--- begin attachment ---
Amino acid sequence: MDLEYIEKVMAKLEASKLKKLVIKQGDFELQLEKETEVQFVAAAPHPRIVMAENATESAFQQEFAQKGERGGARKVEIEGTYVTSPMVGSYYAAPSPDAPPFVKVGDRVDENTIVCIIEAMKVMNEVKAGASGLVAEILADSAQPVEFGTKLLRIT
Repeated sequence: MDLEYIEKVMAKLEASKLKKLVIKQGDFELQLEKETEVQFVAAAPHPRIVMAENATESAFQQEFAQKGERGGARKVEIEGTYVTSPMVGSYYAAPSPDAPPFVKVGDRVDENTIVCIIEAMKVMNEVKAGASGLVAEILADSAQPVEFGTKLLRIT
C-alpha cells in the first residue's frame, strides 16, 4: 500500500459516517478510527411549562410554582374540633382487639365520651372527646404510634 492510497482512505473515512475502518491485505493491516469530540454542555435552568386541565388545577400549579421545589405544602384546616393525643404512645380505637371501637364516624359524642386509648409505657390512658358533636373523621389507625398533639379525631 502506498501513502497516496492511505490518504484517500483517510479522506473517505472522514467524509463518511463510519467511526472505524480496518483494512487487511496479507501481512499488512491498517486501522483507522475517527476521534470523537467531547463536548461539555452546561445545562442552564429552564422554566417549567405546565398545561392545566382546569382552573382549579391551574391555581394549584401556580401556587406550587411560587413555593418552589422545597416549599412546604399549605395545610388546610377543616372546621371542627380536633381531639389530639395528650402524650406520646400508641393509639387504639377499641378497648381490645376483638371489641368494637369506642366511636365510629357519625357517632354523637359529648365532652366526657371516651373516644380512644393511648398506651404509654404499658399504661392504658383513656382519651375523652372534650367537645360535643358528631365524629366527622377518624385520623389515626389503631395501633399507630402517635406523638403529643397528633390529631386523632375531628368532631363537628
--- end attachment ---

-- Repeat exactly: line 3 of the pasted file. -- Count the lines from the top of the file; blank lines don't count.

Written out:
C-alpha cells in the first residue's frame, strides 16, 4: 500500500459516517478510527411549562410554582374540633382487639365520651372527646404510634 492510497482512505473515512475502518491485505493491516469530540454542555435552568386541565388545577400549579421545589405544602384546616393525643404512645380505637371501637364516624359524642386509648409505657390512658358533636373523621389507625398533639379525631 502506498501513502497516496492511505490518504484517500483517510479522506473517505472522514467524509463518511463510519467511526472505524480496518483494512487487511496479507501481512499488512491498517486501522483507522475517527476521534470523537467531547463536548461539555452546561445545562442552564429552564422554566417549567405546565398545561392545566382546569382552573382549579391551574391555581394549584401556580401556587406550587411560587413555593418552589422545597416549599412546604399549605395545610388546610377543616372546621371542627380536633381531639389530639395528650402524650406520646400508641393509639387504639377499641378497648381490645376483638371489641368494637369506642366511636365510629357519625357517632354523637359529648365532652366526657371516651373516644380512644393511648398506651404509654404499658399504661392504658383513656382519651375523652372534650367537645360535643358528631365524629366527622377518624385520623389515626389503631395501633399507630402517635406523638403529643397528633390529631386523632375531628368532631363537628